Meyer to step down from Fed

Meyer, 57, has been on the Fed board since June 1996, when he was nominated by President Bill Clinton. He spent much of his tenure as the chairman of the board's supervisory and regulatory affairs committee, and oversaw the implementation of the Gramm-Leach-Bliley Act - a 1999 law that allowed the formation of financial holding companies like Citigroup.

Meyer also participated in the Basel international capital accord negotiations and led the effort to encourage the development of sophisticated risk management techniques at the United States’ large banking organisations.

“During my term here, we have seen remarkable developments, both in the economy and in the structure of financial markets institutions,” said Meyer in his resignation letter to President George Bush. “These developments have required the Federal Reserve to adapt its monetary and regulatory policies to help our economic system realise its full potential.”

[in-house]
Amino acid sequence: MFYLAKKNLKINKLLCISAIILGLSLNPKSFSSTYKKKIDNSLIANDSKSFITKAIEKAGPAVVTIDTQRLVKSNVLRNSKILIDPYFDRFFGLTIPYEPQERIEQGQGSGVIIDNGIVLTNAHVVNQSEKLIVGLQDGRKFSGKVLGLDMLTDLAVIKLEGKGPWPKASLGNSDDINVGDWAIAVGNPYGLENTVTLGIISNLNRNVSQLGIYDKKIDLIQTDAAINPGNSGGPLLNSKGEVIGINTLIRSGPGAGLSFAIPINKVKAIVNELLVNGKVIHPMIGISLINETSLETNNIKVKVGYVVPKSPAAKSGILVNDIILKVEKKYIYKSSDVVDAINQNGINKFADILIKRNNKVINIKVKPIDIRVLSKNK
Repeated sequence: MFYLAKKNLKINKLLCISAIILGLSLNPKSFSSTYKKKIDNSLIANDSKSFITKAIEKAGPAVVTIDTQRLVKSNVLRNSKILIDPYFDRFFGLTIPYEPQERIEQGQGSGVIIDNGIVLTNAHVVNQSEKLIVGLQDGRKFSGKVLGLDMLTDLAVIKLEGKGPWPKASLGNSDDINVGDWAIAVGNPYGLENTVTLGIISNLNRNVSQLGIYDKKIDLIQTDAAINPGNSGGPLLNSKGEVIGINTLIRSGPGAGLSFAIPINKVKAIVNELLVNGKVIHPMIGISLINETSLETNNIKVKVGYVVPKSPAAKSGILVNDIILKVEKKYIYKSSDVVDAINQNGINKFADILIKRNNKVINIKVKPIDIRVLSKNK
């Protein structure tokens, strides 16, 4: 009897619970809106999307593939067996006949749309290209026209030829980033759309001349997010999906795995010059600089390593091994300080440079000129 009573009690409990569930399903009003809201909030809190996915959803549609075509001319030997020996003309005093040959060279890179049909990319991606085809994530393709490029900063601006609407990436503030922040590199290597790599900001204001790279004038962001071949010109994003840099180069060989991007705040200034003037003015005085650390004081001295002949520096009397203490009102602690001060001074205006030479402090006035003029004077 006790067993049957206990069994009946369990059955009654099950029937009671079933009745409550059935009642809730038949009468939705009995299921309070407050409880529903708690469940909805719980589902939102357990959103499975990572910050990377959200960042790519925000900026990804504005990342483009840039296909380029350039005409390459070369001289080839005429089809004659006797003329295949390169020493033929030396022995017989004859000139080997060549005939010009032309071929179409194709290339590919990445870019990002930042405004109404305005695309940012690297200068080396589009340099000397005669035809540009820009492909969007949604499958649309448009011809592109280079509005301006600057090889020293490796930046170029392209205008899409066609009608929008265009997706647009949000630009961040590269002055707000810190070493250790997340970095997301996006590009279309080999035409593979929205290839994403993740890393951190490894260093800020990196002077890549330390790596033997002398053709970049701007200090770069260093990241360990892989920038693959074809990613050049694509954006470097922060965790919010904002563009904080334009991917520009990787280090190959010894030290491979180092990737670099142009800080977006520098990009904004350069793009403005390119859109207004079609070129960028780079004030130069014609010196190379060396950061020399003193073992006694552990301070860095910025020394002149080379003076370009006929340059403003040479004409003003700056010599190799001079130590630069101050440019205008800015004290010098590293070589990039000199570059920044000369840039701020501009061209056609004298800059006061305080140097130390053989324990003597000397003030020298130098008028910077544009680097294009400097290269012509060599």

Before becoming a member of the Fed board of governors, Meyer was president of Laurence H Meyer and Associates, a St Louis-based economic consulting firm specialising in macroeconomic forecasting and policy analysis. He was also a professor of economics at Washington University.

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